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Wednesday, 8th May 2013
In General Japan News,

Report on teen suicide in Japan highlights issues surrounding corporal punishment

The use of corporal punishment in Japanese schools was called into question recently following the suicide of a pupil who had reportedly received physical punishment from a basketball teacher. 

Board of Education officials announced last year that an unnamed 17-year-old pupil at Sakuranomiya high school had taken his own life following the incident. 

His mother found a suicide note in which the boy had hinted that he couldn't handle the shame of being physically punished by his basketball coach. 

The teacher was subsequently questioned by school officials and he admitted slapping the boy in the face reportedly to toughen him up. 

Osaka City Board of Education has released the final report on the suicide. It concluded that pupils and parents did not protest against corporal punishment, which is banned in Japanese schools, because Sakuranomiya high has a reputation for its sports club activities.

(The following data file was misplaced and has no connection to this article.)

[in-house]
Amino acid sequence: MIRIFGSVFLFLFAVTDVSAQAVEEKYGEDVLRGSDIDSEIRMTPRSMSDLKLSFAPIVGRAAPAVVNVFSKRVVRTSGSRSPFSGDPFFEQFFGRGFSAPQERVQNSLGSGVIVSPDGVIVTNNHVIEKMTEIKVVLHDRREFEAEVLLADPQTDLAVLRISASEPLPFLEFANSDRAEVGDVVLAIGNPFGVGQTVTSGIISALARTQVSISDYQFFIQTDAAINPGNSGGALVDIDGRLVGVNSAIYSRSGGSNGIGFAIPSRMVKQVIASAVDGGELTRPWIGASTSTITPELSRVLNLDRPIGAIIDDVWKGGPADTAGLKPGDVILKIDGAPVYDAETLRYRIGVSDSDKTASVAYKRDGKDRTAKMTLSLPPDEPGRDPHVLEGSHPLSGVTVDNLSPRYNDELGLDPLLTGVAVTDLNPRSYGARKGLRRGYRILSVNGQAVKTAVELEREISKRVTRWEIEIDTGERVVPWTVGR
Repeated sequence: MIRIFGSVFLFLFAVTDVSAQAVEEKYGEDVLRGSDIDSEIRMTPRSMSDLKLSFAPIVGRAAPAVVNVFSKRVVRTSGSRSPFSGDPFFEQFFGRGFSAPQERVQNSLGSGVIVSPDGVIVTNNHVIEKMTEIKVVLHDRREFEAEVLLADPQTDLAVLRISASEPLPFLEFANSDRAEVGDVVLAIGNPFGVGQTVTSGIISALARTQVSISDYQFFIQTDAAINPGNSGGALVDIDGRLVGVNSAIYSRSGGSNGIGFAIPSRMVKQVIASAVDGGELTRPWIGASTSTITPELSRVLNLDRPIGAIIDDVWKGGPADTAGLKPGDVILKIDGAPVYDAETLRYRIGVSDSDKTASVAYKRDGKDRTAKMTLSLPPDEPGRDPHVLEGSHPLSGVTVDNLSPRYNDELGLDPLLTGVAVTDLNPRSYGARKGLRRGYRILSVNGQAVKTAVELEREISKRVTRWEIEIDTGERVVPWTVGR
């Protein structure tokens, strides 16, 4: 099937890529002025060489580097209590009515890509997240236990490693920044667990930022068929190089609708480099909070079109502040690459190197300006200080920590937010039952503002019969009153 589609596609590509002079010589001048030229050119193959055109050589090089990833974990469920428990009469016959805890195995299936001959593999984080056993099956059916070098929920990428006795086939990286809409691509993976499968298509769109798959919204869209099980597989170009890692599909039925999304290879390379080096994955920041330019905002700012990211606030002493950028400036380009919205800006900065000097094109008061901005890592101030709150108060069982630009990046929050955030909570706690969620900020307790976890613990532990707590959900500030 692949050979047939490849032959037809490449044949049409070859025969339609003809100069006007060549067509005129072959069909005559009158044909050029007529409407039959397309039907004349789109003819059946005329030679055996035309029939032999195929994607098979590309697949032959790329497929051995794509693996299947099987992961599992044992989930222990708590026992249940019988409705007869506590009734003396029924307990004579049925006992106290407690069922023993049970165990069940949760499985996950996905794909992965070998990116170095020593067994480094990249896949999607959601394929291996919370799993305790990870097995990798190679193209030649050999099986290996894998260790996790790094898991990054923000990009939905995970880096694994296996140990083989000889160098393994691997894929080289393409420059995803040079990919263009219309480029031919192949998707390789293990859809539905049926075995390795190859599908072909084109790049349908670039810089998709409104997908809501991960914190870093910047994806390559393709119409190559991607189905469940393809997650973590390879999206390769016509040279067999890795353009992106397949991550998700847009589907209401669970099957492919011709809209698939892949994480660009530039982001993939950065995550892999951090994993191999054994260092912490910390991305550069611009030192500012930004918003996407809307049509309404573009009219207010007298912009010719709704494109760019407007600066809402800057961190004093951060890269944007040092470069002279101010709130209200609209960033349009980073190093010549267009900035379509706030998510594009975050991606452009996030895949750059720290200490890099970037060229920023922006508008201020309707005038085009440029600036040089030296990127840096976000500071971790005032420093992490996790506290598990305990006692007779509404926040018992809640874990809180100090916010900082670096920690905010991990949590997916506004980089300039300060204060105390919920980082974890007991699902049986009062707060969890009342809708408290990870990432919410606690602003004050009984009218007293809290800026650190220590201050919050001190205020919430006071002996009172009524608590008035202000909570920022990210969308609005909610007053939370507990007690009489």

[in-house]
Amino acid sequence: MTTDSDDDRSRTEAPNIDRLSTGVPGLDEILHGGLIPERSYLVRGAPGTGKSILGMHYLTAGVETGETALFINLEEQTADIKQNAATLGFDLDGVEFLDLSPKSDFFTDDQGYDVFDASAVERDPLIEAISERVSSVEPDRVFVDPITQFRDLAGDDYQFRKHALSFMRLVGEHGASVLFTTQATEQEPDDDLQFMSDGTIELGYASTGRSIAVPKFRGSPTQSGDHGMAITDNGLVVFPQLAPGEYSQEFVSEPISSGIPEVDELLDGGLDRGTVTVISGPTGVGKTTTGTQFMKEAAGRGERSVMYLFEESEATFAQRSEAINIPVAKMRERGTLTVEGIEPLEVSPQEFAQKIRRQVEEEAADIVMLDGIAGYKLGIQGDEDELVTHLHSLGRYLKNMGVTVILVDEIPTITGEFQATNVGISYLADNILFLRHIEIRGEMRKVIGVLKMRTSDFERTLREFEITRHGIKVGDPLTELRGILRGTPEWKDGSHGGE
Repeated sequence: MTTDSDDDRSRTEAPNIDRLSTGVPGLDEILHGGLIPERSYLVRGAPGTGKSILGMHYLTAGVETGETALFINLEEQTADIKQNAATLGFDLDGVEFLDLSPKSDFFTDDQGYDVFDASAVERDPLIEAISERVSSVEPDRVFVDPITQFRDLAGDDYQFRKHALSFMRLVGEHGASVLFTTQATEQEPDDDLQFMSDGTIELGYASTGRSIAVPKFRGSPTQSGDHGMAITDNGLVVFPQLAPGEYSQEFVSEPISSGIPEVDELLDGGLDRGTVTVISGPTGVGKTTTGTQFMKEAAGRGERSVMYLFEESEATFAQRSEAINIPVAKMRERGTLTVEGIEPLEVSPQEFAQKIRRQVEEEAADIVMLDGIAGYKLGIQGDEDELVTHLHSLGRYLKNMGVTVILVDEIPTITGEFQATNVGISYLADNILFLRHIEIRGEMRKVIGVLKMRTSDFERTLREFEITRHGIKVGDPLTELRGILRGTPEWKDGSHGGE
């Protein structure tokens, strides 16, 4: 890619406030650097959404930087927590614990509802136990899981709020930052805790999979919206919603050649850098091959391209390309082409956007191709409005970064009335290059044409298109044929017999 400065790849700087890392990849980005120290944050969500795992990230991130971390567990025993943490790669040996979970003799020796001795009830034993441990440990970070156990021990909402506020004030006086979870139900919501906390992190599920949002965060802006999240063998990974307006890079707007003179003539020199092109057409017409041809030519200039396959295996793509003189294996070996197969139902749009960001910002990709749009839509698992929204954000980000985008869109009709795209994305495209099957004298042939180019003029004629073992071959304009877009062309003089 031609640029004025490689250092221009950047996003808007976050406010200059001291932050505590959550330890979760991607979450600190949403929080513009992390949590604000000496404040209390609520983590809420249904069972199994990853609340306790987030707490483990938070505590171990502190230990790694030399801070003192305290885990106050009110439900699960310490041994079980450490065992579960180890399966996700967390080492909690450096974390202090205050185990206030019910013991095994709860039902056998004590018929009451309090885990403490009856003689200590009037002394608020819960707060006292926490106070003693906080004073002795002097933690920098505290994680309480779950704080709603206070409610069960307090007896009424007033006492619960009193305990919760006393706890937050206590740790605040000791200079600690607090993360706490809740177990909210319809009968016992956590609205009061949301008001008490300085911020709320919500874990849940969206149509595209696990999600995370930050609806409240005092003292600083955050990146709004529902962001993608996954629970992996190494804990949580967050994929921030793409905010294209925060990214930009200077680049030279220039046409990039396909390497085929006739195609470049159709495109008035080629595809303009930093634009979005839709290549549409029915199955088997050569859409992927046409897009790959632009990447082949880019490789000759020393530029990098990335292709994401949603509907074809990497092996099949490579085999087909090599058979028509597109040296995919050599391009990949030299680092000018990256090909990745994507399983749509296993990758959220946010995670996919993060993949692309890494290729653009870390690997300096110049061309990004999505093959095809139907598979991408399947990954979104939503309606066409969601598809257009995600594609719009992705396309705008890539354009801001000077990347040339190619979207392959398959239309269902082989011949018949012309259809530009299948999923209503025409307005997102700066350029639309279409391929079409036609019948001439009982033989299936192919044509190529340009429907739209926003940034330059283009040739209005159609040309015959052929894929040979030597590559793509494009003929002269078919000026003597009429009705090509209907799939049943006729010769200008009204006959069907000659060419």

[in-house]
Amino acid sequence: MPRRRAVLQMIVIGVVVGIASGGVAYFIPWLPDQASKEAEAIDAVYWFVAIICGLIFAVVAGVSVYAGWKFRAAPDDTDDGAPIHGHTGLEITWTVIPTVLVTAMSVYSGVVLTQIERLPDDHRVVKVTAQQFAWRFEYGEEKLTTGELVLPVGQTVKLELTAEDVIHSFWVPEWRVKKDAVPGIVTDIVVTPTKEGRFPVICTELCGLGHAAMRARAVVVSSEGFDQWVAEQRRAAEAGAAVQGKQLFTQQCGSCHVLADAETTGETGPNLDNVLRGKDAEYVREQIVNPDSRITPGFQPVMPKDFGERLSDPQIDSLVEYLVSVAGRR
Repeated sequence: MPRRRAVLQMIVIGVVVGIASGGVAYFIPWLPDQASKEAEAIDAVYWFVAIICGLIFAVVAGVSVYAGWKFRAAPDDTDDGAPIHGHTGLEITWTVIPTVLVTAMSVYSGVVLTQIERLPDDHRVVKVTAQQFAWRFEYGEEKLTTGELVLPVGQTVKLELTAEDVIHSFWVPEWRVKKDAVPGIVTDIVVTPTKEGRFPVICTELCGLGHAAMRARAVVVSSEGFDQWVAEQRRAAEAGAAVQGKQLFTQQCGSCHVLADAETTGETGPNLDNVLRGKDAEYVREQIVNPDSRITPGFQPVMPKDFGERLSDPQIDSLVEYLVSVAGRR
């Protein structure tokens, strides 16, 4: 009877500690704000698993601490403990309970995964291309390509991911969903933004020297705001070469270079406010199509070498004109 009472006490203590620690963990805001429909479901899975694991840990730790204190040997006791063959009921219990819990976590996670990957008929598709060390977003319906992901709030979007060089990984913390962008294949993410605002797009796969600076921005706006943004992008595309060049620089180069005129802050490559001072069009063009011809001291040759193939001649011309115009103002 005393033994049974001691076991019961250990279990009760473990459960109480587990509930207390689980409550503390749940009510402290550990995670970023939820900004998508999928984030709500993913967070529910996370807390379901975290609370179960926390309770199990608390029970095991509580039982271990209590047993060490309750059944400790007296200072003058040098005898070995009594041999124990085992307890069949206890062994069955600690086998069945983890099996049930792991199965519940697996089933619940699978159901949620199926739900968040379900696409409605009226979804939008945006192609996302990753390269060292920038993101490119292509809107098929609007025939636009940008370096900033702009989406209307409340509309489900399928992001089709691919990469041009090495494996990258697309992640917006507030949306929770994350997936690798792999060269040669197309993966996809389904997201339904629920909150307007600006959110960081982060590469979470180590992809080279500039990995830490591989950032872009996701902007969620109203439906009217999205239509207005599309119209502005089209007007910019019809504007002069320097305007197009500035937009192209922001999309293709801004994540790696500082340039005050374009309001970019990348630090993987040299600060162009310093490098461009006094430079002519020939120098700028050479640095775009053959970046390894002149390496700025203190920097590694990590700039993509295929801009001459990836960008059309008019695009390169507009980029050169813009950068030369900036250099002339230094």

So-called whistle-blowers who may have had reason to question the use of corporal punishment within the school would have been handled by education board officials and the school principal. The report hints that this system may have meant issues were left unresolved. 

Corporal punishment in sport in Japan became the subject of newspaper headlines in September 2012, when 15 female judo athletes filed a complaint against their coach Ryuji Sonoda. 

The women complained to the All Japan Judo Federation about their coach slapping, kicking and beating them. 

Subsequently, the athletes took their complaint a step further to the Japanese Olympic Committee. 

Despite being initially retained as head coach following the accusations, Mr Sonoda was eventually forced to step down from his position on February 1st. 

There is some concern that the suggestion that corporal punishment is a problem in sport in Japan could harm Tokyo's bid to host the 2020 Olympics. 

The Japanese Olympic Committee states on its website that Mr Sonoda's actions are "most regrettable" and it is keen to clarify that it believes violence in sport "directly contradicts the values of the Olympic Movement".



Related news stories:
OECD report shows high gender pay gap in Japan (21st December 2012)